Early strikes such as this showed the futility of going after the SAMs directly. The Vietnamese could move their battalions quickly from site-to-site. With some twenty to thirty SAM battalions shuffling between dozens and later hundreds of sites scattered across the countryside they could play a sophisticated 'shell game' with the Americans. The Vietnamese built dummies to fool photo-recon 'planes and could fake radar emanations to foil electronic listening. Even if the Americans did get a positive fix, taking on the well-defended SAMs mano-a-mano usually cost more than it gained. Quickly, the emphasis changed from destroying the SAMs to suppression and threat reduction.
To reduce the threat an 'electron war' was fought in the skies above Hanoi. The Communist air defense system was based on a massive network of radars: early warning radars to detect raids far away; SAM radars to acquire targets and guide missiles; and gun-laying radars such as the Fire Can for anti-aircraft artillery (AAA) units. This radar threat would need to be defeated by American know-how.
A pair of EB-66 jamming aircraft of the 355th Tactical Reconnaissance Wing
Both the Air Force and Navy operated electronic warfare aircraft. These could stand off at a distance in a 'racetrack' orbit. They would watch enemy radars light up, then jam them with powerful broadcast beams. US tactics were to place the jamming aircraft directly behind the path of the raid. When the radars lit up to engage the raiders they would face right into the jammers where the jamming beams had the greatest effect. If the radar pointed away from the jammers, so as to engage aircraft coming from a different direction, then the jamming beams would feed into the radar 'side lobes' where they'd have significantly less effect.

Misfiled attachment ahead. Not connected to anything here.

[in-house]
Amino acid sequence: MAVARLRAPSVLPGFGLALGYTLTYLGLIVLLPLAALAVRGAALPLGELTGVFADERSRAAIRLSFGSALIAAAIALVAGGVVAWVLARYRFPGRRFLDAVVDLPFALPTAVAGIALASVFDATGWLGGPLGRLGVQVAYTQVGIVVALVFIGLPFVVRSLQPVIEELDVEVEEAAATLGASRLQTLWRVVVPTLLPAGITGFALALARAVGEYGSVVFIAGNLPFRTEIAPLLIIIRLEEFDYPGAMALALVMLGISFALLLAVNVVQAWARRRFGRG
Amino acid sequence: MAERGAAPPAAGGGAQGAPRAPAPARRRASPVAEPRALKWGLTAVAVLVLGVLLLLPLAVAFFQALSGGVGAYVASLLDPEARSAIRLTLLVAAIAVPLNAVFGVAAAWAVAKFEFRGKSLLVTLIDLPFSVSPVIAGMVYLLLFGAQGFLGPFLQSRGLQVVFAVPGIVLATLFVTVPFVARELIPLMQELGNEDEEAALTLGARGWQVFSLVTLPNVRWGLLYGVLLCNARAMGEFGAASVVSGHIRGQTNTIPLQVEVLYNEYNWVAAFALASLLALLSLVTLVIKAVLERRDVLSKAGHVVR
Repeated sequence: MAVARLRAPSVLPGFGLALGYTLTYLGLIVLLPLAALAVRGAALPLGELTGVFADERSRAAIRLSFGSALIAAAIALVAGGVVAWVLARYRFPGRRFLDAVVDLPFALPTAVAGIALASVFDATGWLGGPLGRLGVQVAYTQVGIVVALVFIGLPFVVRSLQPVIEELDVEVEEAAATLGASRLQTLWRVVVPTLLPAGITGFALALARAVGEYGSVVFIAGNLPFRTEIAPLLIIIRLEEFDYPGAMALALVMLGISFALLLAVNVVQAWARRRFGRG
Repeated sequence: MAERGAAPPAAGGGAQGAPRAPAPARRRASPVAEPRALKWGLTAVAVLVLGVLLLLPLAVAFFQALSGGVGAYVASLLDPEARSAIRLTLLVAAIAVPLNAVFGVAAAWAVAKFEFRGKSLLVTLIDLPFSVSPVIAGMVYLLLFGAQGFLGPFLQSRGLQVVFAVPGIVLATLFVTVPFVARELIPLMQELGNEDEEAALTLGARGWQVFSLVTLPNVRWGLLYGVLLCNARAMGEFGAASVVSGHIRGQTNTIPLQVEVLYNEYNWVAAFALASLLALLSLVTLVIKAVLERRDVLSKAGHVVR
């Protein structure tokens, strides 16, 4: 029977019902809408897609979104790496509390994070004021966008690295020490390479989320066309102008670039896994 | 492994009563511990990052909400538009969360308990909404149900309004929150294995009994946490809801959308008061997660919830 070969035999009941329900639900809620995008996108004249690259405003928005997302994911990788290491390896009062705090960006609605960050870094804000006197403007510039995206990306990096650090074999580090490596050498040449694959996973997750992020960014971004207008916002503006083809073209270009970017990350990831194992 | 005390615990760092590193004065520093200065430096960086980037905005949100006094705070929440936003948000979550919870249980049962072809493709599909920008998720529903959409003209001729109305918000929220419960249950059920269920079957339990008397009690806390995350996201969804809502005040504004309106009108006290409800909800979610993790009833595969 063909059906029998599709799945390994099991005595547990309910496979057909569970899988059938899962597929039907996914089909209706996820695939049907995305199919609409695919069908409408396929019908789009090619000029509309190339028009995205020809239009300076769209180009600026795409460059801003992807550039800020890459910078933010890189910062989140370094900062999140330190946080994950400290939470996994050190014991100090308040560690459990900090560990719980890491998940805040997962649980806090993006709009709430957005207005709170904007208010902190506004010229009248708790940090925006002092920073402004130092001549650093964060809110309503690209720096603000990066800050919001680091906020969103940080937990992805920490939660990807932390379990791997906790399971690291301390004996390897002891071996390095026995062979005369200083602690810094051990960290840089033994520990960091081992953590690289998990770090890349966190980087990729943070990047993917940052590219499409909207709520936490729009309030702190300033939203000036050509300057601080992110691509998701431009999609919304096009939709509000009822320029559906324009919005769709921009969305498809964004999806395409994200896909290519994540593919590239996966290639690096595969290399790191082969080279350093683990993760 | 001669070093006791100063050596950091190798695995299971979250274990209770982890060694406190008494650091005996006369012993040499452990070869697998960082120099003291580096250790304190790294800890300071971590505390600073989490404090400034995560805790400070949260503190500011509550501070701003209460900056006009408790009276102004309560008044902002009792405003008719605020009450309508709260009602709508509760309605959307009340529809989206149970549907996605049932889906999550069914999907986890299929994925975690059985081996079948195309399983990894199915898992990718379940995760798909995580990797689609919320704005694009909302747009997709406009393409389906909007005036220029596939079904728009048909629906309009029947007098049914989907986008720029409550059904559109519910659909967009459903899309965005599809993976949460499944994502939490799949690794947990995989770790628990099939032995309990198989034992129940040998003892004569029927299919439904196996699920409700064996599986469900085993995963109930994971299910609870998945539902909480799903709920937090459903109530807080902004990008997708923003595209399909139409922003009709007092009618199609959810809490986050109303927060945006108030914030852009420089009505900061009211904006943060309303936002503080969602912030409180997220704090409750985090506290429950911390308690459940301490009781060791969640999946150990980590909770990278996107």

The first panel shows an EB-66 jamming aircraft broadcasting a jamming beam at a 'Bar Lock' early warning radar. The second panel shows the main radar beam (in blue) pointing at the incoming raid with the 'side lobe' broadcasts (in orange). Note the EB-66 is positioned to broadcast jamming right down the main beam. The final panel shows the radar tracking a raid coming from a different direction. The EB-66 is no longer positioned within the main beam and the best it can hope for is to try and feed interference into the radar's secondary 'side lobes'.